.. and maybe more

Things we currently support but .NET doesn't:

* Multiple inheritance

Things we can support with some DOM refactorings but currently we don't:

* file -> member models (would useful for the c# language too)
* method -> method will be allowed (local methods are supported by some
* Other constructs ('typedef') which can be supported in a language
specific ambience. This is a strong point theoretical it would be
possible that a language brings their own tree.

Other operations: 
If we want to have central support for code completion through a code
completion database the DOM needs support for some operations. 

The problem with these operations is now to determine if an operation

* Language specific
* .NET centric
* General. 

I don't think that .NET centric operations like IsMemberAcessible or the
ResolveResults shouldn't be inside the central dom, because it can be re
used accross some .NET language bindings and if we can make the life
easier for .NET language bindings - why not. Other languages (if they
fit in our DOM model) don't need to call/use these features.

>       * Each .NET language would implement its own DOM to support code
>         completion.

It's already required, otherwise resolving won't work - there is no way
around it. But retieving the .NET code completion information should
work with our general DOM - otherwise it won't give any access to our
code completion database. (But language bindings can bring their own
code completion infrastructure if they want)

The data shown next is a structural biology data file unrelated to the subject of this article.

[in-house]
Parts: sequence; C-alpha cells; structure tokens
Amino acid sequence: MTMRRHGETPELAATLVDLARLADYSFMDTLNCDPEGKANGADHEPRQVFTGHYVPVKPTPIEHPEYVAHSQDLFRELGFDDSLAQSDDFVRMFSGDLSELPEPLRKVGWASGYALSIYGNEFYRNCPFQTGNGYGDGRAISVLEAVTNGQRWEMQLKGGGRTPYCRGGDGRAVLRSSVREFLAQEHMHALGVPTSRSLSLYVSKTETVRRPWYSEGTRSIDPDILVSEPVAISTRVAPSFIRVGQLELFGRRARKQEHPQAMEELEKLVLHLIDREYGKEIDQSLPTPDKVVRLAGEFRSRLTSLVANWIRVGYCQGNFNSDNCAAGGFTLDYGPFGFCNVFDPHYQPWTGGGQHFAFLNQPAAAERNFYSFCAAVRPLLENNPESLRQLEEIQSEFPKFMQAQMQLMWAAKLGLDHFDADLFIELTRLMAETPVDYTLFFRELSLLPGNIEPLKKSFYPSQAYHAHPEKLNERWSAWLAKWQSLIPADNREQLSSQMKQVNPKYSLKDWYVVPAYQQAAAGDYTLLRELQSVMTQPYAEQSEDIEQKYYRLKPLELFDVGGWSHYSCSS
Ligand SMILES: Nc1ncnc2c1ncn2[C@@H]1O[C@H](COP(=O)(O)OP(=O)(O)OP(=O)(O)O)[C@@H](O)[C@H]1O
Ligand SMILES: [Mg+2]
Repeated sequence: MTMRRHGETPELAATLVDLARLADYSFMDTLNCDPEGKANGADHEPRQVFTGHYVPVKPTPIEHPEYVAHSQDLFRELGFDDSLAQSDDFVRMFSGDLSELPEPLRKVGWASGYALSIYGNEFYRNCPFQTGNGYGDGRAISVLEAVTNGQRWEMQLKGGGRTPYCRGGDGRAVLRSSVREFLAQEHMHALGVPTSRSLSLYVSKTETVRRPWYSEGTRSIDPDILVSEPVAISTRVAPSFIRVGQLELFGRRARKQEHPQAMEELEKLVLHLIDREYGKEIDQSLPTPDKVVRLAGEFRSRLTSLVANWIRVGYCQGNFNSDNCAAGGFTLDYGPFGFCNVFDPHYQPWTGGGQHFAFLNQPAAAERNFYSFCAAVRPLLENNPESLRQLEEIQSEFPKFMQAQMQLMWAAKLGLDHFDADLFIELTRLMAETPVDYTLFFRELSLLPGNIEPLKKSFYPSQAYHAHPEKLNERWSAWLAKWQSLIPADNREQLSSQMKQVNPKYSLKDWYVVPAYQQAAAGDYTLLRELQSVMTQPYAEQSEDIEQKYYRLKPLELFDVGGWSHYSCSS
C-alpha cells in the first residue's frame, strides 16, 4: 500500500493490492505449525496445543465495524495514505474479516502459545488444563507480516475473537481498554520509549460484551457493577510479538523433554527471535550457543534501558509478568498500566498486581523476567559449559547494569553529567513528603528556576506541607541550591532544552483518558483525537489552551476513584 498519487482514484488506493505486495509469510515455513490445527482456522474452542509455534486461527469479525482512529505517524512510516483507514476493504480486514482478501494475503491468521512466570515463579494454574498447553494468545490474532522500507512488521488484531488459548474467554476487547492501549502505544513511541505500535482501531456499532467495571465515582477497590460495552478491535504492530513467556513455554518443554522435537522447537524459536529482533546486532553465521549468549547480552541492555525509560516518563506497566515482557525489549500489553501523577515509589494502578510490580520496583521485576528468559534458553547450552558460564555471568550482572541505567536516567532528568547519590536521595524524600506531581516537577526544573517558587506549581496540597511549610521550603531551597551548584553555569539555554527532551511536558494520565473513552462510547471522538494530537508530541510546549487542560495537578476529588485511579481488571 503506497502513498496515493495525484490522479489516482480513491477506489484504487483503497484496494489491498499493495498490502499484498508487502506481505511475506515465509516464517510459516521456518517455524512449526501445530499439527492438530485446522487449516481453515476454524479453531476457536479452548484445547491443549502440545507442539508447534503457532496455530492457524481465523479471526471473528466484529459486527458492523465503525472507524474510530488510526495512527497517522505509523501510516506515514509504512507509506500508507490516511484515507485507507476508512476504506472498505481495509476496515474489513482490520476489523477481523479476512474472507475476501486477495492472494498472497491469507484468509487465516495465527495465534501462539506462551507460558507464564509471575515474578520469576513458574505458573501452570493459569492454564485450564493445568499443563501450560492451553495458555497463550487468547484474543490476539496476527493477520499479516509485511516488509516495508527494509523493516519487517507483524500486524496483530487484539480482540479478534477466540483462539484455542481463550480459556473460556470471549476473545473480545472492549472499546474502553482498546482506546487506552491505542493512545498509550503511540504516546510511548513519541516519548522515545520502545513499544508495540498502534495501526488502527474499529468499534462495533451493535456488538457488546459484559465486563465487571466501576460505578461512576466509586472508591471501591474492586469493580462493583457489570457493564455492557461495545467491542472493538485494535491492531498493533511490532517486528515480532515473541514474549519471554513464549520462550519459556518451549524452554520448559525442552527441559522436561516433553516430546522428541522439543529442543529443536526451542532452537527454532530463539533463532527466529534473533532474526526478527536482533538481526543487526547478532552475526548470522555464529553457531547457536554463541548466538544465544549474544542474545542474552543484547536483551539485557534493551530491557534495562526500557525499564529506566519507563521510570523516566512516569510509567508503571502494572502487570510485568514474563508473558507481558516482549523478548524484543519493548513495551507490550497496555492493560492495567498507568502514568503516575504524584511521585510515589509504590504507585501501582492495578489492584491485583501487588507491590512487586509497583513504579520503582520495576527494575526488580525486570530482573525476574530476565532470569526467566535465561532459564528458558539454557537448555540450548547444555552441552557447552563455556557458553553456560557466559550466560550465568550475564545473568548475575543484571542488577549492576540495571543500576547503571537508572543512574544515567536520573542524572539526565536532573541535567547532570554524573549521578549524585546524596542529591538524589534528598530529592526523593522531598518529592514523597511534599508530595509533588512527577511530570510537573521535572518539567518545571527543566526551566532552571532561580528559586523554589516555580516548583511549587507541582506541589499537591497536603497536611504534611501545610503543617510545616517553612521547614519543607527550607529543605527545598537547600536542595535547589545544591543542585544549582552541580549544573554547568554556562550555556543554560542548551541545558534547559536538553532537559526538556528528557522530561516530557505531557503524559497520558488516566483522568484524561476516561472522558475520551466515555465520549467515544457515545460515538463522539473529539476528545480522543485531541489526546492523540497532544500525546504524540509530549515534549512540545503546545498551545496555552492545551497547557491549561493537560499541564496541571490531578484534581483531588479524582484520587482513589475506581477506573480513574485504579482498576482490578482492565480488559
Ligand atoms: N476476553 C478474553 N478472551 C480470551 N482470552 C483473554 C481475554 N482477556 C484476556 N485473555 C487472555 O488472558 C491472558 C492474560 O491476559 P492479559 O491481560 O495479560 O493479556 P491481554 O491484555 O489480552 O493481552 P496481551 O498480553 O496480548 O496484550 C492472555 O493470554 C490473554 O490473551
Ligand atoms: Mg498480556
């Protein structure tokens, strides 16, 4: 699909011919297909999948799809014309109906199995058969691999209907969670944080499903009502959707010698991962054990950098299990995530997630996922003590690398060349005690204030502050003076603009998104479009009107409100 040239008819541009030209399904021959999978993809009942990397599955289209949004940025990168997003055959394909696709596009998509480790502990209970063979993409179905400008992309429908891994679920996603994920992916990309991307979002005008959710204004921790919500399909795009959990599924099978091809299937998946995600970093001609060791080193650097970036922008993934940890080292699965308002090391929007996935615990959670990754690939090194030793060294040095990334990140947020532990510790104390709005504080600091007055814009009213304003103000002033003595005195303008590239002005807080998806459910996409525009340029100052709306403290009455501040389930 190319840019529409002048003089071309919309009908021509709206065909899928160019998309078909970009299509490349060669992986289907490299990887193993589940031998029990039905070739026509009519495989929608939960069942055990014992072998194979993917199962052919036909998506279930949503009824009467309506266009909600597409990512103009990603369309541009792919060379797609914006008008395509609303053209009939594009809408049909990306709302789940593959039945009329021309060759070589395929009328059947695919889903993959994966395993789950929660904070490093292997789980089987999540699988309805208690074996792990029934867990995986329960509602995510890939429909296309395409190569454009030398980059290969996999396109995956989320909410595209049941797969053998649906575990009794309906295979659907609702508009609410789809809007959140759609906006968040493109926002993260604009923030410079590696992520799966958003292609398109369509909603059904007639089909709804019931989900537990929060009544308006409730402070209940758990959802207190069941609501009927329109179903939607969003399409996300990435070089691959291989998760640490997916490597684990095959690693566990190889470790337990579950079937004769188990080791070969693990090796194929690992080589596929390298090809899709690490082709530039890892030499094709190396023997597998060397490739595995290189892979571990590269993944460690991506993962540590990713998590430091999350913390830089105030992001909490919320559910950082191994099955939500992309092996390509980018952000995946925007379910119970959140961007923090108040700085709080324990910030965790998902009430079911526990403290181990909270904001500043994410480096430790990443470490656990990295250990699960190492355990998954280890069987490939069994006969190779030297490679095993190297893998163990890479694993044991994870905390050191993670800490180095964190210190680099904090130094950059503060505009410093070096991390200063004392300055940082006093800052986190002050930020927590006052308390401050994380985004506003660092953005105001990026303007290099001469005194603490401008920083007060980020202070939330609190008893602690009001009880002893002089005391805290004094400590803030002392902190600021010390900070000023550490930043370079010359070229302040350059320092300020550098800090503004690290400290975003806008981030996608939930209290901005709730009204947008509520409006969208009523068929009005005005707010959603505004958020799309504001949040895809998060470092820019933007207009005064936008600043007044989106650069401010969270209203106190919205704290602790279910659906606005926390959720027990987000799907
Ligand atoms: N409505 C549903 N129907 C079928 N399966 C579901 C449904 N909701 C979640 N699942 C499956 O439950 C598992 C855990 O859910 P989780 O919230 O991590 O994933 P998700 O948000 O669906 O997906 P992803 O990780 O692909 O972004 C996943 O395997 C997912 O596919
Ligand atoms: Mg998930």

>       * Generalize a bit the parser service, so we can share some of
> its
>         logic. We can keep the parser database as it is right now, but
>         it would be used only for .NET languages. Non .NET languages
>         would use its own DOM storage model. Maybe we wouldn't be able
>         to share much, but at least we could share the thread that
>         checks for changes and triggers parse operations or something
>         like that.

I wouldn't give access for custom (binary)database plugins, because the
database exposes a model and other languages that don't fit into the
model won't share the same logic/models. Our database uses a custom
binary format and some tables to speed up some operations.

I would just add support for binary serialization of custom DOM nodes. 

Bringing other models into our 'database' (which isn't a real database)
would require that they write their own data storage and logic/models
and not interfere with the current binary format (depending on what the
plugins want to do). I think if they don't support our DOM model they
should bring their own 'database' implementation. Another point is that
the database is accessible only through DOM models - that'll make it
even more unlikely that a language can put some plugin into it.

Therefore I don't see a good reason for this (But this will depend on
the user requests - I think some work can be done by the language

btw. how about switching to SQLite for the parser database ?